Democratic presidential candidate Sen. Bernie Sanders, an independent from Vermont, will introduce legislation Tuesday that would make four-year public universities and colleges tuition-free for American students.
"We live in a highly competitive global economy and, if our economy is to be strong, we need the best educated work force in the world," Sanders said in a statement Sunday. "That will not happen if, every year, hundreds of thousands of bright young people cannot afford to go to college, and if millions more leave school deeply in debt."
The bill arrives a little more than a month after Sanders, speaking at American University, slammed Republican plans he said would inflate student debt — already the worst its even been — and eliminate nearly $90 billion in Pell Grants over the coming decade.
The model: On Sunday, Sanders again pointed to northern European countries as guidance for this ground-breaking proposal. He has embraced these governments before as a means of explaining his preferred "democratic socialism."
"Countries like Germany, Denmark, Sweden and many more are providing free or inexpensive higher education for their young people," he said in the statement. "They understand how important it is to be investing in their youth. We should be doing the same."
In January, President Barack Obama called for the cost of two-year community colleges to be reduced "to zero." Earlier this month, Hillary Clinton's campaign manager, Robby Mook, floated the idea of "debt-free college," which already has the support of likely Democratic presidential candidate Martin O'Malley, the former governor of Maryland.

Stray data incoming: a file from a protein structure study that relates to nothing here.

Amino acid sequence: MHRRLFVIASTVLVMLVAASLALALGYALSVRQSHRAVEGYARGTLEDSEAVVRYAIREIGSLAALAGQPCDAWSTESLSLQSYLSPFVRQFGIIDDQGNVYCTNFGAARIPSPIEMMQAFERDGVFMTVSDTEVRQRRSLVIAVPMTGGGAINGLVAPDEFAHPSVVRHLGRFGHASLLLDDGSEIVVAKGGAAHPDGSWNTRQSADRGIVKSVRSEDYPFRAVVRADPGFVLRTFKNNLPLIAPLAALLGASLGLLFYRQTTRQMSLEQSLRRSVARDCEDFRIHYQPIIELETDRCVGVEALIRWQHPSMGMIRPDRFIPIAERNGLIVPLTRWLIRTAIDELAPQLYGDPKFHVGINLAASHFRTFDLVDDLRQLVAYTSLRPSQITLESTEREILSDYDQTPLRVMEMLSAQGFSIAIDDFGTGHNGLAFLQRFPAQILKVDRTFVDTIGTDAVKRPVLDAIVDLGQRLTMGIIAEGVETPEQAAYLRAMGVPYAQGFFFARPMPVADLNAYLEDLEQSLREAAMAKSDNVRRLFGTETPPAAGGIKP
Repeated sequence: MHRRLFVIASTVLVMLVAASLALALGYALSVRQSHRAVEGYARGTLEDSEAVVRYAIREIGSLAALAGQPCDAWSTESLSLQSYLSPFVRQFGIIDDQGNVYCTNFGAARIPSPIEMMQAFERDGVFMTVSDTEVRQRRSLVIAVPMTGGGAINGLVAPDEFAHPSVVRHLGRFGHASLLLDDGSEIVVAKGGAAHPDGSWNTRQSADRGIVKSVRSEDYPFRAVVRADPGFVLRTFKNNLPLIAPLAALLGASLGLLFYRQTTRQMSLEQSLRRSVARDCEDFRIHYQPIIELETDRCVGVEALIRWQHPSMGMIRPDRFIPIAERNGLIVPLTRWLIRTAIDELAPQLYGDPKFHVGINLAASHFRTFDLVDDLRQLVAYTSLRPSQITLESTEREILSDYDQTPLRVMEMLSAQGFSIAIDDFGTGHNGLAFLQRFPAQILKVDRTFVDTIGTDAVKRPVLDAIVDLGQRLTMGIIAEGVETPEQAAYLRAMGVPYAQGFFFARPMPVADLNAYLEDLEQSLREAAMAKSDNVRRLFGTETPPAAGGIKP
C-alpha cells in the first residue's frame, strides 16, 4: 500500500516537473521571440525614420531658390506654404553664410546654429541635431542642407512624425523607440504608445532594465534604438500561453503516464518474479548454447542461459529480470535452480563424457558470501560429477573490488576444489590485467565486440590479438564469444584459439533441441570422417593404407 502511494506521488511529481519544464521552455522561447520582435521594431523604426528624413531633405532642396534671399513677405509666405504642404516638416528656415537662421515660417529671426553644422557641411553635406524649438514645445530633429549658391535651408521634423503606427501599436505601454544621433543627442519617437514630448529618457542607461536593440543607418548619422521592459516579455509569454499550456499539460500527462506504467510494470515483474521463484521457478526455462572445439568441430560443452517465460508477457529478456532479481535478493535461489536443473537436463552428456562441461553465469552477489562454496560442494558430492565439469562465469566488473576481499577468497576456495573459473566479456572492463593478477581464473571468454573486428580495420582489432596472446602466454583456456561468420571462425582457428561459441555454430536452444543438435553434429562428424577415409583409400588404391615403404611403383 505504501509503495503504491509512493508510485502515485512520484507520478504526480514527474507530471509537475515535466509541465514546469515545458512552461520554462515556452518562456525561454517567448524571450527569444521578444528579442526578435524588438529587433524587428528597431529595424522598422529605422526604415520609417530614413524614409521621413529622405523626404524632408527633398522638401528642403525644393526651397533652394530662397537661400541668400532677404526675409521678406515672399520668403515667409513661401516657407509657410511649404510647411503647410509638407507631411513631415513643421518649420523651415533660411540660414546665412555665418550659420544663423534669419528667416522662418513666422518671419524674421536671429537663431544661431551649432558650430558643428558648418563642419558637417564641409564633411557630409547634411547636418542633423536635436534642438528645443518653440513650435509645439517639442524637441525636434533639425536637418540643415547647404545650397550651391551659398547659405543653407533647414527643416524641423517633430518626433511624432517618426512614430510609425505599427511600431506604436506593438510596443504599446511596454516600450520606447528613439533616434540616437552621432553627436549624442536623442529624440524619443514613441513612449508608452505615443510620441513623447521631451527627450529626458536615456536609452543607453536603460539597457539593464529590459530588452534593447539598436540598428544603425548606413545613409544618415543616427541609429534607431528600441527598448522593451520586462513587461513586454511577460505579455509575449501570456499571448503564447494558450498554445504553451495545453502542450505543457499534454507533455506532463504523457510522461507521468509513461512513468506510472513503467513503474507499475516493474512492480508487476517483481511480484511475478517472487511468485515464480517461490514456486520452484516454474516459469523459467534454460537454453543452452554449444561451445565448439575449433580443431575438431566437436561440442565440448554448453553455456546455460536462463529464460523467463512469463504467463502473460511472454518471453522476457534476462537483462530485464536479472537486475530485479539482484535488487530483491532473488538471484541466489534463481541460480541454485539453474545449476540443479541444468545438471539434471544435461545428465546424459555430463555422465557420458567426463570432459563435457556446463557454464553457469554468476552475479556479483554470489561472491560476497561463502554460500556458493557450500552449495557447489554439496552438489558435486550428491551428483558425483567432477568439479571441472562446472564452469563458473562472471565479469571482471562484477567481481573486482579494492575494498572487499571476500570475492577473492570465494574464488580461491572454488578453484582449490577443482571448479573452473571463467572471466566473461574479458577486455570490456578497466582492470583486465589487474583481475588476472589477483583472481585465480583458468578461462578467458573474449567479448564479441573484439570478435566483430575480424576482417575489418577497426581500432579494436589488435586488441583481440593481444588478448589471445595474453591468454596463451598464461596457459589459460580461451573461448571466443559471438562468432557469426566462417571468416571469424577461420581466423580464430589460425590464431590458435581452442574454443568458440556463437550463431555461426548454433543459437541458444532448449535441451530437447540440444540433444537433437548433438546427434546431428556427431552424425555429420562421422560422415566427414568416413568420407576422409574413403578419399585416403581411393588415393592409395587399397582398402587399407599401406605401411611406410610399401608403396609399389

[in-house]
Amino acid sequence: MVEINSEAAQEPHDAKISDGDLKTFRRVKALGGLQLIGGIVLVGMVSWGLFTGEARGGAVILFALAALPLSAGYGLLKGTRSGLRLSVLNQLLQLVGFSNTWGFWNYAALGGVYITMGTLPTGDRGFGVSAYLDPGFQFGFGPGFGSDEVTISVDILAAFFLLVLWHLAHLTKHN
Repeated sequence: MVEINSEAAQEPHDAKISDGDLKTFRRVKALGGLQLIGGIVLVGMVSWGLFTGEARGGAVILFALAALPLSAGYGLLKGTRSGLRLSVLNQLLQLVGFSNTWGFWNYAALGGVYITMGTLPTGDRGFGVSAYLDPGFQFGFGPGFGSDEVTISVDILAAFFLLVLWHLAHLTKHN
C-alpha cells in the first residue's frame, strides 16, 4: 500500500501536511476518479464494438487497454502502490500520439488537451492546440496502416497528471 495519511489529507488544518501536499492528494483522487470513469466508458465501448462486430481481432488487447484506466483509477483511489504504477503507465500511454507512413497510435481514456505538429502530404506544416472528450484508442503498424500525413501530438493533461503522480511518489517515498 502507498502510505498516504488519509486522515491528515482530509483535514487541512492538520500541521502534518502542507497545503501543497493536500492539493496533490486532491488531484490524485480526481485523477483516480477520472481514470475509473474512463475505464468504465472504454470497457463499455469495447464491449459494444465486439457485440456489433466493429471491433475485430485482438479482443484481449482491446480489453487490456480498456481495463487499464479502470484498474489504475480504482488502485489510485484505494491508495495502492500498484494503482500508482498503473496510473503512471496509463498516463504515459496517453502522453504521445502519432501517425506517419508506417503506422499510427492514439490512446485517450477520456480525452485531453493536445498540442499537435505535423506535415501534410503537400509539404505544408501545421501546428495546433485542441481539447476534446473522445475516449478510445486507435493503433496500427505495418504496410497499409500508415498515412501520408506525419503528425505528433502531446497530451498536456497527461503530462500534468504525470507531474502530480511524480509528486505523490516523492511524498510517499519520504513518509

With Tuesday's proposal, Sanders again ups the ante in what has become an increasingly taut political poker match with establishment Democrats. Clinton followed Sanders' lead late last week, when she told a group of donors and party officials that her administration would make overturning Citizens United a "litmus test" for any potential Supreme Court nominee. Days earlier, Sanders said the same thing during an interview with CBS News.
Dead end: "We used to lead the world in the percentage of our people who graduated college. Today we are in 12th place," Sanders said on Sunday, repeating a statistic he's made familiar over the past months. "We used to have great universities tuition-free. Today they are unaffordable. I want a more educated work force. I want everybody to be able to get a higher education regardless of their income."
Sanders will also include in the bill language to lessen current students' debt load and replenish federal funds for low-interest college lending. Republicans, who control both chambers of Congress, have yet to react publicly — but it's a fair bet the legislation, at least in the form it appears Tuesday, will never be brought up for a vote by Sen. Majority Leader Mitch McConnell.
A veteran of the House and Senate, Sanders is fully aware his plan is dead-on-arrival. The more optimistic view is that he has, again, succeeded in bringing a major issue facing young Americans into the presidential headlines. Now, rather than skating to the nomination as liberals in the Democratic Party had feared, Clinton will again be forced to address, eventually, how she perceives Sanders' more progressive policy initiatives.
And while much of the conversation is still focused on Clinton's shift to the left, there is just as good an argument — a more interesting and consequential one, really— that says Sanders is successfully moving his bold, liberal ideas into the mainstream.